BREAKING NEWS: Eliah Drinkwitz Head Coach Of Missouri Tigers Just Announced His Departure Due To…

Eliah Drinkwitz Head Coach Of Missouri Tigers, Just Announced His Departure


In his 11 seasons in Kansas City, Andy Reid has contributed to the development of the Chiefs into a winning team.

After finishing the previous season with an NFL-worst 2-14 record, which ended a six-year period in which the Chiefs went a combined 29-67, the team was in disarray when he was hired in 2013. An organization that longed to return to the Super Bowl but had been unable to do so repeatedly was one that hadn’t won or even made an appearance in one since the 1969 season.

That swiftly altered while Reid was in charge. In Reid’s first five seasons, Kansas City turned into a consistent winner and qualified for the playoffs four times. His replacement of quarterback Alex Smith with Patrick Mahomes turned a good and deserving club into an overwhelming force. The Chiefs, who consistently field one of the most thrilling and high-scoring offenses in the NFL, have won two Super Bowls and participated in six AFC championship games since Mahomes took over as the starting quarterback before to the 2018 campaign.

ESSENTIAL READING: Andy Reid’s journey to the Super Bowl began at Mizzou

A franchise that was once almost hopelessly incapable of taking home the championship is about to establish itself as the modern-day dynasty of the sport as it prepares to take on the San Francisco 49ers in the 2024 Super Bowl on Sunday. But Reid made quite an impression some 120 miles east on I-70, decades before he worked his magic in Kansas City.

In his final three-year tenure as a college coach, Reid, who was much younger, oversaw the offensive line at Missouri from 1989 to 1991. Reid looks back on it with fondness, even though it was only one stop on his extensive and decorated resume.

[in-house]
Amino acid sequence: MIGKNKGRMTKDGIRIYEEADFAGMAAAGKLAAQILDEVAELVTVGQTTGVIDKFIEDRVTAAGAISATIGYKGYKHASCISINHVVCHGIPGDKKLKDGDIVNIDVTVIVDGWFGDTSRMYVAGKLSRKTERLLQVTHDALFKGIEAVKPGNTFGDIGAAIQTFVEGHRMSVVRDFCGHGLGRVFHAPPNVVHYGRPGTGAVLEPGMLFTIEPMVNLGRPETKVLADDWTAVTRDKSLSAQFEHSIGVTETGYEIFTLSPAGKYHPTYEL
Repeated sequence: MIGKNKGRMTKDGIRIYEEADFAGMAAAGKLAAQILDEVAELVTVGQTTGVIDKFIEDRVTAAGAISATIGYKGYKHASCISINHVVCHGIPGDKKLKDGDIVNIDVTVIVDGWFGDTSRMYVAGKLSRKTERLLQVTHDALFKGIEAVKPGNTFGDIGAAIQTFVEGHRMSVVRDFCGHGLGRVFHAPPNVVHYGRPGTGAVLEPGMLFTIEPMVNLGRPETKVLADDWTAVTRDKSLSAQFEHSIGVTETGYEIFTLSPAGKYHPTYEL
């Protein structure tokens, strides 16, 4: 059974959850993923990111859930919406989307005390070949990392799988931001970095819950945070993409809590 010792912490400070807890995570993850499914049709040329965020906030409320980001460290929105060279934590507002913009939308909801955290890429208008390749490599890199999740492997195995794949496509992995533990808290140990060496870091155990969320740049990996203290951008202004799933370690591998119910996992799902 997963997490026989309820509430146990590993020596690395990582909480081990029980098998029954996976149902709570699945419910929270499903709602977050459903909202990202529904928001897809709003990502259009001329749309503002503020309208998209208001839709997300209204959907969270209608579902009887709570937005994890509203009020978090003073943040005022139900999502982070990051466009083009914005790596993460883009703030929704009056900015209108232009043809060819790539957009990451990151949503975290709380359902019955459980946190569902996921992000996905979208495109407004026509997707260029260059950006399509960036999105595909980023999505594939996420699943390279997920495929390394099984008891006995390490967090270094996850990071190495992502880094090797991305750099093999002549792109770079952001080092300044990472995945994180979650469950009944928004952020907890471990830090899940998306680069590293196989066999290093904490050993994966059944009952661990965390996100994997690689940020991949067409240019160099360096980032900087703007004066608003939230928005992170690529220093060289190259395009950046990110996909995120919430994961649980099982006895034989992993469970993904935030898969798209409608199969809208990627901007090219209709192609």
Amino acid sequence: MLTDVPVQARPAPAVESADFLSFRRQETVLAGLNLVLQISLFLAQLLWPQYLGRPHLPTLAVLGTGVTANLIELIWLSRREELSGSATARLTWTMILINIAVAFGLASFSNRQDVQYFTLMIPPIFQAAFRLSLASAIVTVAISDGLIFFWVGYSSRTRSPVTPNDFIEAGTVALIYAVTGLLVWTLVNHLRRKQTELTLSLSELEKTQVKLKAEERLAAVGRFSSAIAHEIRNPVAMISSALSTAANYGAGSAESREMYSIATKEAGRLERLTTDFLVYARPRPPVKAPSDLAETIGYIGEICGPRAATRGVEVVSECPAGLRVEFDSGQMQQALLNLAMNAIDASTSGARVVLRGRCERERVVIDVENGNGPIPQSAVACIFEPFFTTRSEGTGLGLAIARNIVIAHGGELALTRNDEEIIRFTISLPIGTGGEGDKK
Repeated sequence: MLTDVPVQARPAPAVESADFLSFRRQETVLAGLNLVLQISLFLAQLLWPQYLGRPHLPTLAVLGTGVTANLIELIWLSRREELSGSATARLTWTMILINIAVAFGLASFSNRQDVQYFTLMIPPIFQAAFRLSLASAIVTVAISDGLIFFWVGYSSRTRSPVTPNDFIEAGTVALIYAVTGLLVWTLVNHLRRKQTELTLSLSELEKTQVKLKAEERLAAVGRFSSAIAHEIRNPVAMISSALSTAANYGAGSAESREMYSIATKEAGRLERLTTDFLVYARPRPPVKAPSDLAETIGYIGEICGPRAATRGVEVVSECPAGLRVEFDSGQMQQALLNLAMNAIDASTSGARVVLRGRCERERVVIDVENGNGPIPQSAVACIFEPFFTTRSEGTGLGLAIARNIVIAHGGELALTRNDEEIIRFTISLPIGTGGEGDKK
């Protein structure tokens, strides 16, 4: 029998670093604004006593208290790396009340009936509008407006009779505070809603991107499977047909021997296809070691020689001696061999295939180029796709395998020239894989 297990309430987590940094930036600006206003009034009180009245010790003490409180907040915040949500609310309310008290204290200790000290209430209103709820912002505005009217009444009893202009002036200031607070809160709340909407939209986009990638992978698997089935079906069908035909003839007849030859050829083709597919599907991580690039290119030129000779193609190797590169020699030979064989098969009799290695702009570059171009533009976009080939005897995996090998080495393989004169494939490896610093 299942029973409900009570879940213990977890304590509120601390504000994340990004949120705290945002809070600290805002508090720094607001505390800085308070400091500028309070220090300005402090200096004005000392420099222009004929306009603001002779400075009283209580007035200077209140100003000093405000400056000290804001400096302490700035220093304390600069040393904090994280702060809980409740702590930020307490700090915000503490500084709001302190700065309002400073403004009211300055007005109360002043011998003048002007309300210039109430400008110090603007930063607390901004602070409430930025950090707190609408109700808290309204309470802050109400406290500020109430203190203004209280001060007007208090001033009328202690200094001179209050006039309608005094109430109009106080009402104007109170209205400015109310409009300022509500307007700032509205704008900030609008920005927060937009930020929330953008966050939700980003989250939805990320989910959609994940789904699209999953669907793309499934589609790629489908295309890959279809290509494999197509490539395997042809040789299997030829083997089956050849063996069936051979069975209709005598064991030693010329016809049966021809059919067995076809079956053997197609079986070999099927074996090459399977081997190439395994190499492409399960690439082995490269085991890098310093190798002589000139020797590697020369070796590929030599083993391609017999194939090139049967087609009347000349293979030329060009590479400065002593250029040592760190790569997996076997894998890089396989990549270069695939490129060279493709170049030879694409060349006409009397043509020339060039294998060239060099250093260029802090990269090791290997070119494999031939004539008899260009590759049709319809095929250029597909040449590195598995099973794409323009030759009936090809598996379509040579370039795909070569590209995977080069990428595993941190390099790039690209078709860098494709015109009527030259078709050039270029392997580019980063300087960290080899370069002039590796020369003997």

Reid declared, “I loved my time in Columbia,” in 2020, just before the Super Bowl. “I hold the University of Missouri in high regard. It’s a fantastic location. During my tenure, we were improving, even though we weren’t as good as we could have been. What a wonderful experience it was to work for Bob Stull there and get to know the Columbian community! It’s an amazing place.

Andy Reid’s coaching career in Missouri

Reid started his coaching career, like many others do, by taking on menial jobs in the sport’s shadows after earning his degree from BYU in 1981.

After serving as a graduate assistant at BYU for one season, he went on to San Francisco State, where he spent three seasons coaching the offensive line before the program was shut down ten years after Reid’s last year there. He played for Northern Arizona in 1986 before being hired as the offensive line coach at UTEP, where he started his professional career. In Reid’s two seasons there, the Miners improved dramatically, finishing 10-3 in 1988 and 7-4 in 1987 (after finishing just 4-8 the year before), which set a program single-season record for victories that is still in place.

Following that triumph, Bob Stull, the head coach of UTEP, was recruited by Missouri and, remarkably for Reid, brought his entire staff with him to Columbia.

Once Stull arrived, his goal was to give the Big Eight Conference and the Tigers a completely new identity. With his spread-out, passing-oriented style, Stull broke away from the wishbone and power-running schemes that dominated the league at the time. A coaching staff that included Reid and two other future NFL head coaches, Marty Mornhinweg and Dirk Koetter, was responsible for at least some of that effort.

Reid, who was only thirty years old when he was sent to Missouri, was welcomed with open arms by the players he was assigned to train.

In 2020, Reid’s rookie season as a right tackle for the Tigers, Andy Lock, remarked, “His personality was very warm.” He exuded lighthearted sarcasm. Because he is young and we felt that he was already a part of the group when he joined, he kind of organically drew us in, and we quickly grew to respect him.